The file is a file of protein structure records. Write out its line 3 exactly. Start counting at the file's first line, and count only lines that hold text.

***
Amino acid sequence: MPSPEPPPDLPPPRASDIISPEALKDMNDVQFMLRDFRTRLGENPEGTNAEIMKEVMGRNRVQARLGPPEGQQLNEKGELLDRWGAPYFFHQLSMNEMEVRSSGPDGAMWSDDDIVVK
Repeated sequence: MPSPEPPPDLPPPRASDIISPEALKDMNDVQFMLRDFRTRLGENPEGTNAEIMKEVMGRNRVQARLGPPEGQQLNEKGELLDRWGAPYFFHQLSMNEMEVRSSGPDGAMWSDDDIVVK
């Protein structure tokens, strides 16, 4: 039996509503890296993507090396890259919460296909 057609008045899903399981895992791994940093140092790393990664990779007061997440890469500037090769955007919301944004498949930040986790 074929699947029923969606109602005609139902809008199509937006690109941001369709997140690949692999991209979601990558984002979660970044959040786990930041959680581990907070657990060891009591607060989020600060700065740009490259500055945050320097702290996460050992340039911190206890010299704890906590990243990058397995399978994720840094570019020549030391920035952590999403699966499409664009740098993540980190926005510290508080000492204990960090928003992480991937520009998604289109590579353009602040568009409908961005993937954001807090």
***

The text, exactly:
């Protein structure tokens, strides 16, 4: 039996509503890296993507090396890259919460296909 057609008045899903399981895992791994940093140092790393990664990779007061997440890469500037090769955007919301944004498949930040986790 074929699947029923969606109602005609139902809008199509937006690109941001369709997140690949692999991209979601990558984002979660970044959040786990930041959680581990907070657990060891009591607060989020600060700065740009490259500055945050320097702290996460050992340039911190206890010299704890906590990243990058397995399978994720840094570019020549030391920035952590999403699966499409664009740098993540980190926005510290508080000492204990960090928003992480991937520009998604289109590579353009602040568009409908961005993937954001807090």